I woke up and could barely get out of bed. My right hip was throbbing and the pain radiated through my sacroiliac joint (SI joint). The pain is caused by the bone graft that was done on my hip when I had a spinal fusion due to scoliosis (which could be related to my Charcot-Marie-Tooth) years ago. The pain was so bad that the mere thought of walking brought tears to my eyes. I managed to get out of bed and take a hot shower, hoping to ease the pain and inflammation, but it did not really help.
My CMT doctor sent me to a pain management clinic. The doctor there prescribed steroids to alleviate the inflammation and Vicodin (acetaminophen and hydrocodone) for the pain. Sadly, the Vicodin made me feel out of it and a little loopy, plus did absolutely nothing for the pain. The steroids helped with the inflammation, but this was only good for the short-term since you shouldn’t use steroids for long periods of time.
Once we got the inflammation under control and realized Vicodin was not the best choice for me, we tried Cymbalta (duloxetine). It is an antidepressant that can be used to treat chronic pain. It did help with the pain, but it also had a few unpleasant side effects for me, including:
- A loss of appetite — I would eat maybe once a day.
- Dry mouth — I could not drink enough to keep it moist.
- Increased sweating.
- A nasty rash.
After reviewing the side effects, we decided Cymbalta was probably not the right choice for my pain management.
Since traditional pain medicine was not alleviating the pain, we decided to try steroid injections directly into the SI joint. We planned for three shots a year, as each dose lasts three to four months. The first injection was incredibly painful! However, I woke up the next day pain-free. I did not know what to do! This joy was short-lived. The pain returned within two to three weeks, but I had to wait at least two more weeks to have another injection.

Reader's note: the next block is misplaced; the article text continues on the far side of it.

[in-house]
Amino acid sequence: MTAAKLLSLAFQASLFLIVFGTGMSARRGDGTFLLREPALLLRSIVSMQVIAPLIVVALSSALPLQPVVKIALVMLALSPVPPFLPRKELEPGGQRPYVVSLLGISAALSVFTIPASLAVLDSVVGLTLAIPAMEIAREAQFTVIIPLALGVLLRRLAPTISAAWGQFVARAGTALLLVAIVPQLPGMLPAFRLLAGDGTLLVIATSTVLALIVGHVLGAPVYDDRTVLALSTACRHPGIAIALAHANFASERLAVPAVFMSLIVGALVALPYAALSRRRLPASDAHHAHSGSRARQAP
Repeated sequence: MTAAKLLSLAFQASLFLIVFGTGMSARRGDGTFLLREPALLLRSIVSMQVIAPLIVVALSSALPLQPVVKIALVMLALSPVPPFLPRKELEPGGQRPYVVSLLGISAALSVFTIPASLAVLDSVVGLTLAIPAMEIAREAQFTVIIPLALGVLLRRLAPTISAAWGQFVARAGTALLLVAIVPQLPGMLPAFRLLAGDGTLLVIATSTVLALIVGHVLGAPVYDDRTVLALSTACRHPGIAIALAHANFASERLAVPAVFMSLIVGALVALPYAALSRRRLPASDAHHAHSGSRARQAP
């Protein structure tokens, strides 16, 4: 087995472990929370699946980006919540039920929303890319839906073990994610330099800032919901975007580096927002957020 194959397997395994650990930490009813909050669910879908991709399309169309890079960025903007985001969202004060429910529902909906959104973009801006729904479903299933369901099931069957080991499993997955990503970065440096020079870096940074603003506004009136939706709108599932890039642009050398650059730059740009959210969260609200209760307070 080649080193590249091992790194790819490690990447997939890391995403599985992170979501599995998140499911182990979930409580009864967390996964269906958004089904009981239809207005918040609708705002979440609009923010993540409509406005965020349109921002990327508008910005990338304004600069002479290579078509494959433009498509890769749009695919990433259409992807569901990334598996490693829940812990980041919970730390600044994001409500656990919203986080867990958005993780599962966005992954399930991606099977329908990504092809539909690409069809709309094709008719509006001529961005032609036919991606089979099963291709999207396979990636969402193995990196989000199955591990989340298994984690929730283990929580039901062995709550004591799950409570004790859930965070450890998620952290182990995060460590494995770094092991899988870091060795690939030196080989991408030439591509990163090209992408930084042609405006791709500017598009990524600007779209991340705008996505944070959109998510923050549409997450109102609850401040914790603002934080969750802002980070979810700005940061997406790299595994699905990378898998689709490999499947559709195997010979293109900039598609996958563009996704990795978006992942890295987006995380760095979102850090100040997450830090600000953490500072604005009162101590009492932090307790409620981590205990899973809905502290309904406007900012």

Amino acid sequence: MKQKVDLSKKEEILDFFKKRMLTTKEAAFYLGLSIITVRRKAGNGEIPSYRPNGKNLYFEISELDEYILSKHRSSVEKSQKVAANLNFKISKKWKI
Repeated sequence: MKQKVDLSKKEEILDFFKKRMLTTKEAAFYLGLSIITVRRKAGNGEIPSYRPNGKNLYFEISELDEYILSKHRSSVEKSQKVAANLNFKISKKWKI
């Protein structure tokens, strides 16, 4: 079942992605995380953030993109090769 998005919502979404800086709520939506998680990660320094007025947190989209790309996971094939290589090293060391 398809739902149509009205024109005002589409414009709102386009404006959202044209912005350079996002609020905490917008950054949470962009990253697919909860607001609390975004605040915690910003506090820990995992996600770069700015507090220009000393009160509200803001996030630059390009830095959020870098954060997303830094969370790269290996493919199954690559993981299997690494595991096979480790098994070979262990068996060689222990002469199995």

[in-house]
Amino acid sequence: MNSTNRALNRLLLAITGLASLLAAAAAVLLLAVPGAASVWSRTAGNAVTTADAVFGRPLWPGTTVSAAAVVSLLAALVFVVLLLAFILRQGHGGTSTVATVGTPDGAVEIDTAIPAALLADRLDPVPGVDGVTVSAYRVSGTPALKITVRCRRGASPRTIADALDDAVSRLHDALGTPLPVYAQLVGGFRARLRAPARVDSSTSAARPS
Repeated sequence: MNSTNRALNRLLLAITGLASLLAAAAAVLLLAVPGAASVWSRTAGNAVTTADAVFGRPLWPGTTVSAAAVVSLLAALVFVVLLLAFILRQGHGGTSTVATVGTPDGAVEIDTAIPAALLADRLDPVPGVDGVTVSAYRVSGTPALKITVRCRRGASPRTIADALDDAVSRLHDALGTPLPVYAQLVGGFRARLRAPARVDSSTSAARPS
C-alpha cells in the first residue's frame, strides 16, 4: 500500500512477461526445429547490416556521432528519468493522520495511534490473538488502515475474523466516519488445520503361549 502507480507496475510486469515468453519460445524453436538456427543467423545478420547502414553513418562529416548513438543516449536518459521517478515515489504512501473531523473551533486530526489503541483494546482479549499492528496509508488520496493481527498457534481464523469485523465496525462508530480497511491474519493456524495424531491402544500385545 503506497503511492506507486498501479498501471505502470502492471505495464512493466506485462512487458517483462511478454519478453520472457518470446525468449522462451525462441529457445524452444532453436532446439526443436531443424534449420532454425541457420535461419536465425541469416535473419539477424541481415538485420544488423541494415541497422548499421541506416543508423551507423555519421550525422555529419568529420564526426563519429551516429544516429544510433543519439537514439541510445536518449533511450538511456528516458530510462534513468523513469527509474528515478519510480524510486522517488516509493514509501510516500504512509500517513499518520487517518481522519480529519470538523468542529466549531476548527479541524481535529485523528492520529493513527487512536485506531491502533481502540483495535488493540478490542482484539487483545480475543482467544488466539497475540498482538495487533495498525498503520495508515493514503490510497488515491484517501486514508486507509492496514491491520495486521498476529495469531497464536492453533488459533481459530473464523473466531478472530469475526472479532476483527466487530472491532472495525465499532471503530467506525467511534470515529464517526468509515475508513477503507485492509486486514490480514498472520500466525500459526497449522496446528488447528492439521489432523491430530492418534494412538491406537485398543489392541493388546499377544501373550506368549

The second injection was even more painful. I was unable to walk for almost two days. At this point, I decided to go to another doctor, so I went to the Spine Center at Johns Hopkins. The doctor wanted to try a different pain injection. I did two injections of it but found no relief from the daily pain. At this point, the doctor recommended 600 mg of Advil daily and glucosamine. This seemed to make the pain tolerable, finally.
The pain is manageable most days now. I try to stretch the SI joint in the morning and at night, which helps somewhat. I also use moist heat to ease the inflammation at night. There are only a few times a year that the pain is so awful that I cannot walk. Those are the times I usually have to take steroids and muscle relaxers. Those are the rare occasions I take off from work and allow my hip to rest. I am learning to live with moderate pain, and do not even think about it most days. I try not to let it stop me from living my life.
Note: Charcot-Marie-Tooth News is strictly a news and information website about the disease. It does not provide medical advice, diagnosis, or treatment. This content is not intended to be a substitute for professional medical advice, diagnosis, or treatment. Always seek the advice of your physician or other qualified health provider with any questions you may have regarding a medical condition. Never disregard professional medical advice or delay in seeking it because of something you have read on this website. The opinions expressed in this column are not those of Charcot-Marie-Tooth News or its parent company, BioNews Services, and are intended to spark discussion about issues pertaining to Charcot-Marie-Tooth.
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